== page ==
600 BC to 500 BC
13.5″ (34.3cm) high
This very detailed and superbly preserved ceramic sculpture is a votive figure from the middle of the first millennium BC, and represents a deity in the Phoenician pantheon. Unusually for the Phoenicians – who seem to have had more goddesses than gods – it represents a male. The figure halts at about the level of the knees, and has been slightly restored so it stands correctly. The figure is dressed in what resembles a tunic and toga. The former drapes the individual from shoulder to base, and is denoted with vertically-oriented textile ripples. The latter seems to be draped around the figure, then pulled from the right side of the waist to under the left arm, passing over the shoulder and tucked back under itself to secure it in position. This is the only piece we have seen that preserved such details. The head is commensurately well-preserved, showing superb rendering of a covered hairstyle which frames a serene face with a long nose, high brows, almond eyes and a pursed mouth. The cheeks are full, the jaw is long and the ears break with the profile of the coiffure. The pose is very upright, with the right hand flexed upwards and the left resting on the hip. Unusually, the left hand appears to have originally had a hollow in the clenched fingers (since filled with calcareous matter) which implies that he might once have held a perishable item. Judging from its size and orientation, it was some sort of staff/weapon, which would have crossed his body at about 45 degrees. The face is supremely naturalistic and more sophisticated than most of the Greek Archaic Period sculptures that the Phoenicians inspired. The back of the piece is almost completely plain, implying that it was always meant to be viewed from the front rather than in the round, which is appropriate for figures destined for shrines. The piece retains some calcareous concretions from its long interment in the Mediterranean.
The Phoenicians were one of the most important civilisations of the ancient world, and flourished from around 1500 to 300 BC. Their world was centred on Northern Israel, Lebanon and Syria, while their sphere of conquest and influence extended throughout the Mediterranean and even beyond the Pillars of Hercules (the Straits of Gibraltar) and into the Mediterranean-Atlantic. Their power was due primarily to their mastery of seamanship – which they developed to a whole new level during their pre-eminence – and extremely well-organised administration which was strengthened by extensive use of the alphabet. Indeed, it was the Phoenicians who introduced the alphabet to the Greeks, who in turn passed it onto the rest of the Western World. They were essentially Canaanites, to whom they were identical in sociocultural and material terms, the only difference being the massive range over which their cultural remains and heritage can be found. Phoenician society was comparatively stable when compared to the changeable fortunes of other Eastern Mediterranean cultures, primarily due to its broad royal, political and religious foundations. The town of Byblos became a major hub for trade all over the Fertile Crescent, followed by Tyre and Sidon; overseas territories notably included Carthage (founded 814 BC), but they either took over or culturally dominated trading ports from Cyprus to Malta, Spain, Portugal and Sardinia. They traded in purple dye (“Tyrian Purple”), textiles, luxury ceramics, silver, tin (with England) and glass, explored down the west coast of Africa as far as the Gulf of Guinea, and may even have circumnavigated Africa in around 600 BC.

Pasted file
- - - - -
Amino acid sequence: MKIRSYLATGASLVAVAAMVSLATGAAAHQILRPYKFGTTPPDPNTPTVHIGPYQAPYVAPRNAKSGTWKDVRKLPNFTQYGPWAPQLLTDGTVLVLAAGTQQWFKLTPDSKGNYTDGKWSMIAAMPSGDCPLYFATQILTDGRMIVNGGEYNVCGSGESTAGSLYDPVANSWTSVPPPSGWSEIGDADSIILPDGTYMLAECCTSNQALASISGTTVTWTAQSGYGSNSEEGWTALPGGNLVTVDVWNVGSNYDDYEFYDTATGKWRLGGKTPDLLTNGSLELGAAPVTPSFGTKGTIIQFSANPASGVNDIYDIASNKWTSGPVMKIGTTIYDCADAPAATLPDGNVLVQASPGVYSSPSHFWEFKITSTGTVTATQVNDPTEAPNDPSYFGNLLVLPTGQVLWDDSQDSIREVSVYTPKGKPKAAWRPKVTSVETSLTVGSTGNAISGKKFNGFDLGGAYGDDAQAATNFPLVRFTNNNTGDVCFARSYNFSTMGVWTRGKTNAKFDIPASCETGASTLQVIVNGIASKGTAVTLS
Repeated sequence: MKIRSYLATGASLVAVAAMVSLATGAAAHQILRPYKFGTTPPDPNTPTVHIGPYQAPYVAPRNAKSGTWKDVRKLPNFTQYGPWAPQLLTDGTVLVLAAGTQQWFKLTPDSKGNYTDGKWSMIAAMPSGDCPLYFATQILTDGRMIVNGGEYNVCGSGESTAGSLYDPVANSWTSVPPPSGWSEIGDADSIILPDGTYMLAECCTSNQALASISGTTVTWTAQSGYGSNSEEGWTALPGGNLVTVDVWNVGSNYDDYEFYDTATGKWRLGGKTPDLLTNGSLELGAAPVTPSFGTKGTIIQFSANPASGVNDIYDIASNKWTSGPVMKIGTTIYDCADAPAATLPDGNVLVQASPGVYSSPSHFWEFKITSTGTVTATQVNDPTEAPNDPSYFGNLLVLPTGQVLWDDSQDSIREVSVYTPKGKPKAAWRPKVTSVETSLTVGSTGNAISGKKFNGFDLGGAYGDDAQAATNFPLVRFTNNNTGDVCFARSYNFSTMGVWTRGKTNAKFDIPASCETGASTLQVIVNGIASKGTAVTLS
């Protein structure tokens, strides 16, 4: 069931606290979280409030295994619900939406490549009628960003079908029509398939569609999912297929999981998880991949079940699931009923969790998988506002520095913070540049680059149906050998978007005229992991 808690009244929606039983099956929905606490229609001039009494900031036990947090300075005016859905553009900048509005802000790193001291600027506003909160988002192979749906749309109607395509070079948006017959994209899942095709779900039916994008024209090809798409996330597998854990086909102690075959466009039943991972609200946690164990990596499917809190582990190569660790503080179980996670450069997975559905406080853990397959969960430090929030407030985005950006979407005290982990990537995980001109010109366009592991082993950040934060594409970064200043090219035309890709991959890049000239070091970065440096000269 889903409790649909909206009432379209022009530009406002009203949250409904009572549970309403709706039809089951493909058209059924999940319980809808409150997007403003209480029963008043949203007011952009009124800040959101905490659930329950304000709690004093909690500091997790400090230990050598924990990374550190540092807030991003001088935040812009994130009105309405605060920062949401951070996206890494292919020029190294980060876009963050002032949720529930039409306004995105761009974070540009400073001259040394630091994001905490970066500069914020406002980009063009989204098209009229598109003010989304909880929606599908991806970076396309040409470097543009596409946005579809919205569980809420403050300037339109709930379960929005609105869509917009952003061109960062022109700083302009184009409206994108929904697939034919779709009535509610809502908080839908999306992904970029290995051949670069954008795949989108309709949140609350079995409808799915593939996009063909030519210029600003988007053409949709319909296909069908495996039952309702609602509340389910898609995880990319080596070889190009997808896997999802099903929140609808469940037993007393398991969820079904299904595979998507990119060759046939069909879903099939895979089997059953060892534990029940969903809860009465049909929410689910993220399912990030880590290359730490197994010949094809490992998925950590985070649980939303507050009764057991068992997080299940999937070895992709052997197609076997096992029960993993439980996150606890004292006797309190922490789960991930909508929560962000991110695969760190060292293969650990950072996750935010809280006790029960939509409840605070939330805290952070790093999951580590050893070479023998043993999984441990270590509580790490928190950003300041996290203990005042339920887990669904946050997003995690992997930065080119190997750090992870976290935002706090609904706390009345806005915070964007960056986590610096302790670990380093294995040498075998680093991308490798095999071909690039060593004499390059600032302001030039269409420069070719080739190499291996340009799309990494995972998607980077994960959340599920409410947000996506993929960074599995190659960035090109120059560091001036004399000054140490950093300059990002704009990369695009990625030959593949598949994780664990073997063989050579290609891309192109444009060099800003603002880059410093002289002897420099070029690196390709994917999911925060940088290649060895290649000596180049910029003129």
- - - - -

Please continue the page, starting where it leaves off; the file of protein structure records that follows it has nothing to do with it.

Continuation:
Their artistic output is usually on a small scale – enabling it to be easily transported and traded – and made of high-value materials such as glass and precious metal. Phoenician styles are largely derivative, being informed by sources as varied as Cyprus, Egypt, Assyria and Greece, and has been described as an amalgam of pre-classic models and perspectives, often with regionalised local stylistic variants. The use of ceramic figures seems to have been religious in origin, with shrine figures (or baetyls) depicting a wide range of the deities and legendary figures from Mediterranean mythology. Clay tableaux show these figures being displayed in niches, worshipped at a familial or group level, and they were also sometimes interred with the dead. Depictions range from the classical-naturalistic to the schematic or even grotesque. Specific members of the pantheon include Baal (or Baal-Hammon, to whom children were sacrificed), Eshmun (god of healing and the arts), Melqart (the Phoenician equivalent of Poseidon/Neptune) Bes (an Egyptian household god resembling an ugly dwarf), Tanit (the patron goddess of Carthage) and Astarte (an indigenous Phoenician goddess). Various other deities cannot be specifically identified. It is notable that the gender bias is very strong towards goddesses. Hand positions are believed to reflect different moods or intentions. The significance of individual gods or figures cannot be ascertained in most cases. As with most societies, any figure with greatly exaggerated sexual characteristics (or if pregnant, or carrying a child) is usually associated with fertility, although most figures are likely to represent personages whose significance has been lost to us.
The current piece was recovered from the floor of the Mediterranean; the manner in which it and associated pieces were found suggests that it might have been part of a naval shrine aboard the doomed vessel, although it is also possible that it was being taken to a Phoenician outpost in order to form part of a shrine for a prosperous household. It is a superb example, and will be the star attraction of any serious collection of the genre.
Moscati, S. (ed.). 1988. The Phoenicians. John Murray Publishers, London.Login to view price